Sunday, February 19, 2006

La Ville

I know that I’ve promised photos, and I’ve taken a few of my apartment and the courtyard and of my landlady, but they were taking forever to upload, and I got annoyed. The internet connections have been pretty good—all DSL, I’m pretty sure—but the pictures weren’t working.

In the meantime, I’ll describe the city a bit. Keep in mind that these are just first impressions, based on a few days of wandering around. And I've been known to be less than 100% observant. In my freshman dorm, I didn't notice that there were trees growing in the atrium until after Christmas break.

Dakar is broken up into small neighborhoods, each with a name. Mine is called SICAP Baobab, which is in an area with a bunch of other SICAPs (SICAP Liberté, SICAP Karak, etc.) in the north of the city. There are a number of wide boulevards that criss-cross the entire city (my house is on one of them), and that seem to form the boundaries of the little neighborhoods. Between the wide boulevards, there are lots of small, windy, narrow lanes with row houses and tiny shops (it’s a bit different downtown, but I haven’t spent a lot of time there). My house is on one side of SICAP Baobab, and the Baobab Center is on the other side. To get there, I could walk on the boulevards around the perimeter of the neighborhood, but it’s faster to go through. But there is no road that goes straight through. All the roads are on diagonals and curves, and lots of them end in dead ends. So that’s why I spent three days in a row, wandering around in circles for half-an-hour before I emerged on the other side.

This part of the city seems very well off. My house is an enclosed compound of sorts, with an elaborately carved wooden door at the entrance. There is a courtyard in the front and one in the back, and there are lots of lush plants (potted ferns, cactuses, leafy trees) and brightly-colored flowers. The house, the (home-)office, and my apartment open into the courtyards. Elsewhere, the houses seem to open directly onto the street. But of course, I haven’t been inside many houses, so I can’t really say for sure.

Most of the buildings are made of concrete (I think, I’m no architect), but these aren’t tin-roofed shanties. At a minimum, they are well-constructed boxes, with flat or peaked roofs. In my part of the city, nothing is much taller than three or so stories (in general). There is also a fair amount of interesting architecture and bigger buildings. There are gas stations every few blocks (Mobil, Shell, and Total, etc.) it seems. And, as you get further downtown, the buildings get taller, and more city-like.

There are paved sidewalks pretty much everywhere. Mostly they are asphalt, but in lots of places, people have tiled really pretty mosaics into the sidewalks. Or else they are cobble stoneed. There are also plenty of stretches that are covered in sand or dust, and again, as you get closer to downtown, they begin to become more full of venders and merchants selling all kinds of things. Mostly fruit and peanuts, but also fabrics, drinks, random household items, large pieces of wooden furniture, and chickens (still alive, sometimes clucking and walking around on the sidewalk, sometimes hanging upside down and perfectly still in the hands of a walking vendor).

There’s no grass or low-lying bushes—the ground is either paved or dirt—but there are lots of trees lining the streets with green leaf-filled branches, and lots of shade. Dakar is on the southern tip of a hook-shaped peninsula that sticks out west into the Atlantic Ocean, so there’s ocean on three sides. I have only been to the western edge of the city, to the western part of a long avenue (La Corniche) that traces the edge of most of the city. This is the part that’s near the University, and is, apparently, where you can find tons of runners in the morning. There’s also a canal that crosses east-west through the city (I’m guessing to try to help catch and drain the flooding when it rains?) that is mostly dry. Most of the city is very clean (dust, sand, and goat droppings, notwithstanding) but you come across pockets that are filled with trash, and, right now, the canal is one of them. Peace Corps guy says there is no trash collection in his city, and I’m not sure if there is any in Dakar.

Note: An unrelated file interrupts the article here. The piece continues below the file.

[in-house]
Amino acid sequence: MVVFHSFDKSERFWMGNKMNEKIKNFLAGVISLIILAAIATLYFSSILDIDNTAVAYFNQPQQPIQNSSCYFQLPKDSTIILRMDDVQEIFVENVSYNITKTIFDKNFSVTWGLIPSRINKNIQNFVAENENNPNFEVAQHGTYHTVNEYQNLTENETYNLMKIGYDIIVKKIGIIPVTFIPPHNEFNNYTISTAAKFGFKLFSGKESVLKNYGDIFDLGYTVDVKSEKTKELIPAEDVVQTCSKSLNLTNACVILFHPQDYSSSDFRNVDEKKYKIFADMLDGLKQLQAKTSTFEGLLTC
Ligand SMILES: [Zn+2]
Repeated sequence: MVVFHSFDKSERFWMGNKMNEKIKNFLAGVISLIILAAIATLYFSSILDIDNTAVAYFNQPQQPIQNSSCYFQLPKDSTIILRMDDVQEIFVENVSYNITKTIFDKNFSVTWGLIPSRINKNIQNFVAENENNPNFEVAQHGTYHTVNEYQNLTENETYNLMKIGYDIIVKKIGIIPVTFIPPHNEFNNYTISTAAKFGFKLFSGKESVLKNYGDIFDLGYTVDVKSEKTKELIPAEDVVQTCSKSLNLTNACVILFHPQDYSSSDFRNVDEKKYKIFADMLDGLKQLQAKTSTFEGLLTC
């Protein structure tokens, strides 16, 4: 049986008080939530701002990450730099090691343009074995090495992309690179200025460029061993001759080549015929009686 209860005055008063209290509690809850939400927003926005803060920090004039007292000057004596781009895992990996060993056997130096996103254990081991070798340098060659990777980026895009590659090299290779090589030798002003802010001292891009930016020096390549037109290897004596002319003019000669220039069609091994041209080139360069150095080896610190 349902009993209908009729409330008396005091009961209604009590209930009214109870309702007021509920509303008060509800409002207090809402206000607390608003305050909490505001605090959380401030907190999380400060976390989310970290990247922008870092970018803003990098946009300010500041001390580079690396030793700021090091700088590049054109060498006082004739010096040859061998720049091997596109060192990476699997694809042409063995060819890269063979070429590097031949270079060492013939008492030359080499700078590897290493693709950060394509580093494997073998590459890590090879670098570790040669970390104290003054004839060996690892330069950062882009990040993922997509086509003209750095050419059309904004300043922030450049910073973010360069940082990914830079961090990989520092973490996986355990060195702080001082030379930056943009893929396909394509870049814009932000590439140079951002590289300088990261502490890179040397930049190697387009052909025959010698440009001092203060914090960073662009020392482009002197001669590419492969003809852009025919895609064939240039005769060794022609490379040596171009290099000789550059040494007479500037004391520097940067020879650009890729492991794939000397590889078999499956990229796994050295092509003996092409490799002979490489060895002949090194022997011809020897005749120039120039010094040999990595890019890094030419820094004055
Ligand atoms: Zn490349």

A brief introduction to the people in my house:

Aby, my landlady, and the director of homestays for the students at the Baobab center. She has three grown children, all of whom live in the United States. One is a kindergarten teacher in Ohio, one is a med student in Ft. Lauderdale, and one is getting his master’s degree in IS/IT in Miami. I haven’t met her husband, but she tells me he is around sometimes. I don’t know what he does when he’s not here.

Awa and Marie-Susan are her two maids. They are both Serrer, but not from villages near each other. Awa is Muslim and Marie-Susan is Catholic. They are both around my age (vaguely, anyway) and are really nice. I hang out with them whenever I can, and they are pretty willing to help me out when I need it (for instance, Awa came out to negotiate a cab for me to the bus station, so I wouldn’t get ripped off).

Aby’s nephew also lives here. I’ve met him, and he seems really nice, too, but I haven’t spent much time with him yet. He came by my door the other night to invite me to watch TV with him, Awa, and Marie-Susan, but I was exhausted and about to go to sleep.

There’s also, I think, a groundskeeper and a nightwatchman, but I don’t think they live here. I don’t really recognize them yet, and I’ve been told, but I don’t remember, their names, but I’m figuring it out.


Blogger Rae said...

It sounds like a beautiful place!!

9:41 AM  
Blogger David said...

Your entries tell me one thing: you are FIRED up! What an experience.

9:25 PM  
Blogger Denise said...

What an amazing experience!!!

7:39 PM  

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